The arts provide a medium for observing impermanence and even enjoying the unpredictability of change. We often make “beautiful oops” mistakes during art-making. And some art isn’t meant to stay: so as we play, we learn to enjoy the ephemeral qualities of creating, erasing, and making anew.
To help us enjoy change, we can play “Three Changes.” In this game, one person makes three changes to their appearance, and the others guess what changes were made. Then the next person changes their appearance and so forth. Afterward, talk about changes that happen in life, such as a result of daily living, growth and development, sickness, the economy, social values and beliefs over time, and the pandemic. Then reflect on the feelings and thoughts we experience during change.
The Calvin and Hobbes Transmogrifier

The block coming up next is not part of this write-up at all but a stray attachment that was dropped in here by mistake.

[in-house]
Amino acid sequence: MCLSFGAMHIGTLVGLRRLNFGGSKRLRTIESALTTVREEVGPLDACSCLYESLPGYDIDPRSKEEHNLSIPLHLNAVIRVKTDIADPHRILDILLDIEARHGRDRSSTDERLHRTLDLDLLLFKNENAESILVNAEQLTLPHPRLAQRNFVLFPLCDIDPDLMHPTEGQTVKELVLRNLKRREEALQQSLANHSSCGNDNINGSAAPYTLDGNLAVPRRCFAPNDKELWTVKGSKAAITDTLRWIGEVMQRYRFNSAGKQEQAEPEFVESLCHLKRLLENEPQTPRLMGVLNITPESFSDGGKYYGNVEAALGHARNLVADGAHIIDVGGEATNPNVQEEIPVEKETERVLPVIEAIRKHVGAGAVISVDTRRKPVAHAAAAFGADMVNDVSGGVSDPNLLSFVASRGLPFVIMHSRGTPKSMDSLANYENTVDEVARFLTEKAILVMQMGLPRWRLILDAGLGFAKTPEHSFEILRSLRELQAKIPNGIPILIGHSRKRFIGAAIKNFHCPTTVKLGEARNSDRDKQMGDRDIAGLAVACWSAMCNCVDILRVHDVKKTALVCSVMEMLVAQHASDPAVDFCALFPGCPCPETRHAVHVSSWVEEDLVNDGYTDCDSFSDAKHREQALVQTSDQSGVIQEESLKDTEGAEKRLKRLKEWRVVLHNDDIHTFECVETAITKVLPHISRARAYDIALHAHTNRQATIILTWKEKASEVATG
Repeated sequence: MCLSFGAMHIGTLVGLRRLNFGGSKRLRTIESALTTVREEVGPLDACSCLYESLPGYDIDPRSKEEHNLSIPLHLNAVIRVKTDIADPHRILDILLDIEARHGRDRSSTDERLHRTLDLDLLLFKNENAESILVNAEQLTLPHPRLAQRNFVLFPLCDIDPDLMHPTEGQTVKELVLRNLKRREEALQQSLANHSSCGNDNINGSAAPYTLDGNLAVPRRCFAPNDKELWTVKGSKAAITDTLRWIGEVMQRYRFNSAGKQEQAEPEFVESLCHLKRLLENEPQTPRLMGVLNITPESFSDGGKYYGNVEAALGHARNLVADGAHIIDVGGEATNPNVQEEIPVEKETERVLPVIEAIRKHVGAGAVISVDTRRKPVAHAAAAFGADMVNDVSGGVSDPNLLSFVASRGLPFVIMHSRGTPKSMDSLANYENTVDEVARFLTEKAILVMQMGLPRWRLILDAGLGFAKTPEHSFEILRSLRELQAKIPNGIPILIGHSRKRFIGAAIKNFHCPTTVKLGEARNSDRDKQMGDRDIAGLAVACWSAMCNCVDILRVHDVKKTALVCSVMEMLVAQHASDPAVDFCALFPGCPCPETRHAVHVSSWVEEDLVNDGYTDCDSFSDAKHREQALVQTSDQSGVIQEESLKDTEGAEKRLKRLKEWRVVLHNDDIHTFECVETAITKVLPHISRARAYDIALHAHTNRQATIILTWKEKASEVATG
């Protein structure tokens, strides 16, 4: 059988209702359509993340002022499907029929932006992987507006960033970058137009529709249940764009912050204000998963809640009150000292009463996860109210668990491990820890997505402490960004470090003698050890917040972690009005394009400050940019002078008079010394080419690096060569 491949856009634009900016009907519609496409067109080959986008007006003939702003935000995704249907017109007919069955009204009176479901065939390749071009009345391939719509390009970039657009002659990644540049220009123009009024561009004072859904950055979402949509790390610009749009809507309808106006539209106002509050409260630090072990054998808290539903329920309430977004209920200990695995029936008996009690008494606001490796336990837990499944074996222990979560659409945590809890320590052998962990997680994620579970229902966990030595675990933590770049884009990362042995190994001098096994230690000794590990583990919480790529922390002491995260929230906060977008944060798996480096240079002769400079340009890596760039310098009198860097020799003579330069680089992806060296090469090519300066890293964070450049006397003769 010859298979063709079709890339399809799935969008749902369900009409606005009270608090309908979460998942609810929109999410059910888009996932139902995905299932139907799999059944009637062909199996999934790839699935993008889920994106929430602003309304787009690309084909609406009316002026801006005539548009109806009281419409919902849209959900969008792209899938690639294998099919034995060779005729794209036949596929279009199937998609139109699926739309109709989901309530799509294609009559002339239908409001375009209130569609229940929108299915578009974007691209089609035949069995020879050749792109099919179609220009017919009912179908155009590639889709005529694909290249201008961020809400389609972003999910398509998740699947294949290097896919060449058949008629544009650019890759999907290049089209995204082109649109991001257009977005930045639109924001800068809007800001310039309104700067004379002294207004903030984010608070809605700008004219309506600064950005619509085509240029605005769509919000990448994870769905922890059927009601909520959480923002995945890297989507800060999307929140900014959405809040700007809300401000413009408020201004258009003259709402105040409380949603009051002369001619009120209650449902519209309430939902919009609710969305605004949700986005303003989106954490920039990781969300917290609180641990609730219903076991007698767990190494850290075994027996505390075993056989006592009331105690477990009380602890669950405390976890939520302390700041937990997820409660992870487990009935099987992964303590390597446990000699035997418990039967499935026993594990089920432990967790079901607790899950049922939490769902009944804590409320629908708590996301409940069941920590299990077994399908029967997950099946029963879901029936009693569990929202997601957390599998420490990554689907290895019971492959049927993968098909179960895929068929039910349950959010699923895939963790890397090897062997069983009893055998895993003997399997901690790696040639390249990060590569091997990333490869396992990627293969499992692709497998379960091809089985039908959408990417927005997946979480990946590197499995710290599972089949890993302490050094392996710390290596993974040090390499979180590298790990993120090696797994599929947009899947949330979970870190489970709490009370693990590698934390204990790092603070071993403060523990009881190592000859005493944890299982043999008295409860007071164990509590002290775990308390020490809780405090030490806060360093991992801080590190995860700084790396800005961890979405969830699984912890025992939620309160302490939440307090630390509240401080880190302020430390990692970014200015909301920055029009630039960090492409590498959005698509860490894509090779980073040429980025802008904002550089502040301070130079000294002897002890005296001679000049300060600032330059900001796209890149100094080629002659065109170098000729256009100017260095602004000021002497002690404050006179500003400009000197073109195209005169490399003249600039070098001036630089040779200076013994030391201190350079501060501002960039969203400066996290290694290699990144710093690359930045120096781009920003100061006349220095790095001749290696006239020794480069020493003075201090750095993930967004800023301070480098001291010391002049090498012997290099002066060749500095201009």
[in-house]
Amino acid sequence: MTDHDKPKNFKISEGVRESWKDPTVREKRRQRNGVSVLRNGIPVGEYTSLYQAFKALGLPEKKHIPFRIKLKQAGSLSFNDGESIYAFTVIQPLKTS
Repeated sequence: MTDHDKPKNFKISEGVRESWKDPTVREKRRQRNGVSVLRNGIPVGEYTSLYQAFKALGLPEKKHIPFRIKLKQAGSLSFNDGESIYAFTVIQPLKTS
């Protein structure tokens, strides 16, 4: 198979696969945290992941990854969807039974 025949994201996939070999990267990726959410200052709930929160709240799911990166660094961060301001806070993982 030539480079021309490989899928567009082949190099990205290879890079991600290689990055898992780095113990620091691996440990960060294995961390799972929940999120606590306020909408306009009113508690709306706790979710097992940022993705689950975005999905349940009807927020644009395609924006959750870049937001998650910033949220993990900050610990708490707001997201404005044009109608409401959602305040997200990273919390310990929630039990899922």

“What if you want to be something else?” Hobbes asks Calvin. Calvin replies, “I left some room. Just write it on the side.” –Bill Waterson
I return to the beginning and move through the pause forced on us by COVID-19. Today, I will do this art therapy technique to help me through. I will notice my feelings and experiences without judgment. I will breathe into my observations of happiness and sadness. I will lean into circles and cycles, into the permanence of change. I will put my virtual arms around you, drawing the world’s circumference with my fingers. And then I will turn around. And turn around again.
Sharon Chappell, PhD, is the Executive and Artistic Director of Well Beings Studio. She is a teacher, breast cancer survivor, parent and artist.
Mental health is important. If you need support, contact MentalHealth.gov. You can also visit your local 211 website (in Orange County, CA ours is www.211oc.org). If you are in crisis, please dial 911.
If you would like to contribute to this blog (family activities for emotional well-being, your thoughts on the arts and healing, your artwork), please contact firstname.lastname@example.org